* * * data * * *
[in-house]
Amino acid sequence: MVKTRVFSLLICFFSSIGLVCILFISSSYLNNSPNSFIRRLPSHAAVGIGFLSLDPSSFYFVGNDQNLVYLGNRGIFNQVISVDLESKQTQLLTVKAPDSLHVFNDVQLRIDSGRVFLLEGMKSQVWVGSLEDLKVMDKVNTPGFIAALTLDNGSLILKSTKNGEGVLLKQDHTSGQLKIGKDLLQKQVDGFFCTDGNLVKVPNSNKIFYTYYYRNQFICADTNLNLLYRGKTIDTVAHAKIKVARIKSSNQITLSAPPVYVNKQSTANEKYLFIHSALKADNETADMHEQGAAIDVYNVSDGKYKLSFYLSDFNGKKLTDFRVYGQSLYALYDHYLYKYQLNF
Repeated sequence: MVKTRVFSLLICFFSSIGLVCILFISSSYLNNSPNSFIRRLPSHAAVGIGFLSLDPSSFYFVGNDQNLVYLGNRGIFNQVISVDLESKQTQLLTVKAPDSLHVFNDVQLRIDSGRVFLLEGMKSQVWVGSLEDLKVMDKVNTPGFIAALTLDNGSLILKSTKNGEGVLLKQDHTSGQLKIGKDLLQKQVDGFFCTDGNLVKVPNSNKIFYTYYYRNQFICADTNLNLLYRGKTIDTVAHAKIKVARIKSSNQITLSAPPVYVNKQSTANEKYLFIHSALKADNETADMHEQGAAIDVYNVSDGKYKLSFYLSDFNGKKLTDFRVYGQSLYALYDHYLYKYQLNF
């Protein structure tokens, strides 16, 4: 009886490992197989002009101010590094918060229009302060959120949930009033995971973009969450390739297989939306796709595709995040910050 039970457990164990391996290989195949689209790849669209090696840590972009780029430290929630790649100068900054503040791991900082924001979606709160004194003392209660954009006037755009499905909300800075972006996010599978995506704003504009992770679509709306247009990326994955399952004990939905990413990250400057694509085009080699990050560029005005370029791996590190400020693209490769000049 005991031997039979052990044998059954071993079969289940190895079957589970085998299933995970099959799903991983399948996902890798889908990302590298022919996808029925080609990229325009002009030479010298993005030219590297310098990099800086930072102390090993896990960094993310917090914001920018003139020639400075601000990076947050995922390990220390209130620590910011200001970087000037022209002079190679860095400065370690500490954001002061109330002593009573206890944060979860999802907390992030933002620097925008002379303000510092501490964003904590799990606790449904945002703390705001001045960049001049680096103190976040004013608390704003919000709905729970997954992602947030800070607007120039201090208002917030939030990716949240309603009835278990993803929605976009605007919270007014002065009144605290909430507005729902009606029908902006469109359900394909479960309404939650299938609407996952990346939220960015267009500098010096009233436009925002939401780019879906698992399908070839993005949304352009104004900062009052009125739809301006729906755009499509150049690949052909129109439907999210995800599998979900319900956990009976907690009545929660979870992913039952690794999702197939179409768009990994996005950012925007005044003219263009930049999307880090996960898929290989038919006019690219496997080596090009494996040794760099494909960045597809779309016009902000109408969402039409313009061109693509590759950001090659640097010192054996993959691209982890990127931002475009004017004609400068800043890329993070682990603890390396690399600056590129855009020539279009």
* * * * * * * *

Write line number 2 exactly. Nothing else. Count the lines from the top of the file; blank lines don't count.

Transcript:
Amino acid sequence: MVKTRVFSLLICFFSSIGLVCILFISSSYLNNSPNSFIRRLPSHAAVGIGFLSLDPSSFYFVGNDQNLVYLGNRGIFNQVISVDLESKQTQLLTVKAPDSLHVFNDVQLRIDSGRVFLLEGMKSQVWVGSLEDLKVMDKVNTPGFIAALTLDNGSLILKSTKNGEGVLLKQDHTSGQLKIGKDLLQKQVDGFFCTDGNLVKVPNSNKIFYTYYYRNQFICADTNLNLLYRGKTIDTVAHAKIKVARIKSSNQITLSAPPVYVNKQSTANEKYLFIHSALKADNETADMHEQGAAIDVYNVSDGKYKLSFYLSDFNGKKLTDFRVYGQSLYALYDHYLYKYQLNF